In the 1850s when the British Prime Minister and his Foreign Secretary received the first telegraph message they were shocked and said, “My God, this is the end of diplomacy”. Diplomacy, as an art and science, refers to dialogue between countries to achieve their specific goals. In this regard, diplomacy is a tool or means by which independent countries try to manage their relations and seek to fulfill their national interests. As the world moved from city-states, Nation-states, to empires, and the present-day global world, the conduct of diplomacy has changed significantly in the 21st century.
The advancement of information technology and globalization has also transformed the way diplomacy is being conducted. Indeed, our present-day modern world is experiencing a digital revolution in an era of digital diplomacy. Digital diplomacy is one of the emerging tools that have changed the way governments communicate and negotiate with each other. More and more countries are appreciating the value of digital diplomacy in the wake of the Covid-19 pandemic. The ban on international travel and movements within and beyond borders enhanced the importance of digital diplomacy. Many countries adopted digital diplomacy in terms of conducting international and regional conferences. The term digital diplomacy has been used interchangeably with e-diplomacy, cyber-diplomacy, Twi-diplomacy. Digital diplomacy is not an old phenomenon in foreign affairs; it has been defined in many ways. Digital diplomacy refers to the use of social media platforms by official state bodies to achieve their foreign policy agenda. These official tools are run by state officials such as members of foreign affairs.
Evolution of Digital Diplomacy
In the 19th and 20th centuries, technological revolution changed the way of diplomatic communication. In the 19th century, the invention of the telegraph allowed fast and direct communication between governments. Further the development of information technology (IT) in the 20th century added to the ease and speed of movement and communication. Some research articles suggest that developments during the 1920s and 30s altered the definition and practice of diplomacy. In this regard, the invention of radio was the first to significantly shape the conduct of diplomacy. The second was the Bolshevik revolution and the Nazi rise to power. The Nazis and the Bolsheviks made use of the radio for propagation of their ideas and to incite revolutionary uprisings in neighboring countries. The communications revolution, which began after WW2 and states in today’s digital era have made possible the transmission of information of all kinds across the world. The transistor radios, television, satellite transmissions, transportation, international computer link-ups, electronic data processing, and telefax enable people to receive and pass on information that may in the past would have taken days or weeks. The first development of e-diplomacy can be traced to 1992 and specifically the Earth Summit in Rio De Janeiro. The most prominent term “Twitter diplomacy” has emerged given the increasingly important role of social media. Twitter is the most used social network, which has become a very important communication tool for many officials like, Prime Ministers, Foreign Ministers, Ambassadors and diplomats of the world.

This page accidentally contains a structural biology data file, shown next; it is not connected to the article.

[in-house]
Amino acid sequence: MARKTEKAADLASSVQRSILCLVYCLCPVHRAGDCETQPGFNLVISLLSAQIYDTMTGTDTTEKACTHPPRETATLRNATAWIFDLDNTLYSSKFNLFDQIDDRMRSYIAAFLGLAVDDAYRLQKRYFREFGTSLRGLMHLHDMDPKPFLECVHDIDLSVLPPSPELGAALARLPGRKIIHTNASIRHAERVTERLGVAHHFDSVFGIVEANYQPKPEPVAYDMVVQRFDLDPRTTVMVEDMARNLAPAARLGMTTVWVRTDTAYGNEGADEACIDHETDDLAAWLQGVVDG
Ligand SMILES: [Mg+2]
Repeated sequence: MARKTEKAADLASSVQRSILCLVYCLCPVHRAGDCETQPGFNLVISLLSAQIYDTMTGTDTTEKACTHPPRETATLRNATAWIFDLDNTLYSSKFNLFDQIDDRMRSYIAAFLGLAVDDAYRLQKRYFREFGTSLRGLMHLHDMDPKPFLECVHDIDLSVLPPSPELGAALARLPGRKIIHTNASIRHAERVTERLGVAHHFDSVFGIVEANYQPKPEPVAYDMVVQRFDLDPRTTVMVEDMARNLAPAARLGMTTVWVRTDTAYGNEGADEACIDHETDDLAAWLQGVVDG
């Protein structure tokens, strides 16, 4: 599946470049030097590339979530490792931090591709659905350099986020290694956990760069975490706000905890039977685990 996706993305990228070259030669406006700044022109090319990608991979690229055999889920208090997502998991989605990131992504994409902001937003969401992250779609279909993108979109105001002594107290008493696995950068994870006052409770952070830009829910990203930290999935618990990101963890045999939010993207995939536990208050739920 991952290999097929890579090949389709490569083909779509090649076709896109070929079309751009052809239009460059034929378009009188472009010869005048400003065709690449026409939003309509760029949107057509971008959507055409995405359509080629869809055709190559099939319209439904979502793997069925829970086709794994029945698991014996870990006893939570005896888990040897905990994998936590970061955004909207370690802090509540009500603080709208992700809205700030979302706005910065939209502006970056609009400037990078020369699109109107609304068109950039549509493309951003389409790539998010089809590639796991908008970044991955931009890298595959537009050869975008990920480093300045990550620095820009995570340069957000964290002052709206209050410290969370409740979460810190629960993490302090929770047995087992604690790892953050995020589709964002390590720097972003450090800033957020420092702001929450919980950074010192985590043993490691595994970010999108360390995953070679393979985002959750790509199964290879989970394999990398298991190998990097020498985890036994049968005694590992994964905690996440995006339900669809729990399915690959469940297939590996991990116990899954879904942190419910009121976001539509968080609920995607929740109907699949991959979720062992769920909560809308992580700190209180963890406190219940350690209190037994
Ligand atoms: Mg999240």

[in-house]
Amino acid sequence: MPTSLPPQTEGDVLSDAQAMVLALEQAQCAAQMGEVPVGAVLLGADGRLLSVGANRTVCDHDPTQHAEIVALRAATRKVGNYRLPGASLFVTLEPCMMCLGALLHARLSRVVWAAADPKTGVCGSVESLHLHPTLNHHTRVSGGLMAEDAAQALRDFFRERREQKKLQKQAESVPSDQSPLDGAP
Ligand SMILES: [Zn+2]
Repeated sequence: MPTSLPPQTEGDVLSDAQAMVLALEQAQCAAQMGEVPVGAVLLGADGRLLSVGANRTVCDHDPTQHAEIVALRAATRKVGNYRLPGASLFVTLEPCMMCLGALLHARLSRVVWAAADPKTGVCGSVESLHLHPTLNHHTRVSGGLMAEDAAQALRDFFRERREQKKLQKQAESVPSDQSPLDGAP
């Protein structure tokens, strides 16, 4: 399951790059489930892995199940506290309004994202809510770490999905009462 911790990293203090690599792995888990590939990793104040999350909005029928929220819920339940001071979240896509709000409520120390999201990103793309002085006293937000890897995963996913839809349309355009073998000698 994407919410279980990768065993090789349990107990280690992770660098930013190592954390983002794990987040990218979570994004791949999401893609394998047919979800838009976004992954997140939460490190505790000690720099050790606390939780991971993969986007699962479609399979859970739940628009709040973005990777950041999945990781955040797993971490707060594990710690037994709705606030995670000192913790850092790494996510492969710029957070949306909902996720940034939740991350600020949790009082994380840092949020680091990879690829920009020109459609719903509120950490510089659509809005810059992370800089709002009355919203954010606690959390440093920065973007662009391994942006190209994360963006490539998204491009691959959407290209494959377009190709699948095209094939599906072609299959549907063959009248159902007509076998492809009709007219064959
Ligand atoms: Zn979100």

A study on Twitter Diplomacy conducted in 2017 revealed that 92 percent of UN member states including government heads and foreign ministers are present on Twitter, and 88 percent are present on Facebook. So, these are the government officials who are using the social network for communication with their counterparts directly on a global level. Furthermore, there is another report by Diplomatic Foundation stating that in 2016, “almost half a billion social media users were in Asia while 400 million users were in Europe”. According to this study most People spend much time on these social networking sites without considering the purpose of their social media use, but their presence on these networks matters for organizations, governments, and companies. Not only are regular internet users on these social media sites but also world leaders, diplomats, foreign ministries, and government departments who use them to engage and inform the public accordingly.
The former American President Doland Trump was famous for Twitter diplomacy because he used Twitter as a tool to pursue US national interests. Former US President used tweets to threaten North Korea, Iran and Pakistan.. It led to the emergence of a famous phrase known as “Twitter War” between North Korea and the US.
If we talk about Pakistan’s diplomatic role in e-diplomacy studies indicates a miserable condition. Pakistan has been unable to centralize social media policy in order to effectively engage with outside the world. The incumbent government has taken some important initiatives regarding e-diplomacy. According to the Ministry of Foreign Affairs “as many as 130 Pakistani diplomats spread over 100 Pakistan Missions abroad participated in the Training Session on Digital Diplomacy conducted by the General Manager Imran Ghazali and the Director Communications at Digital Media Wing Altaf Khan”. The aim of this training session was to help build Pakistani diplomats’ digital media skills and expertise so as to strengthen Pakistan’s ‘ Diplomacy’ on various issues and enhance the digital outreach of the Ministry of Foreign Affairs. In the nutshell, Pakistan needs to formulate a comprehensive policy regarding e-diplomacy.
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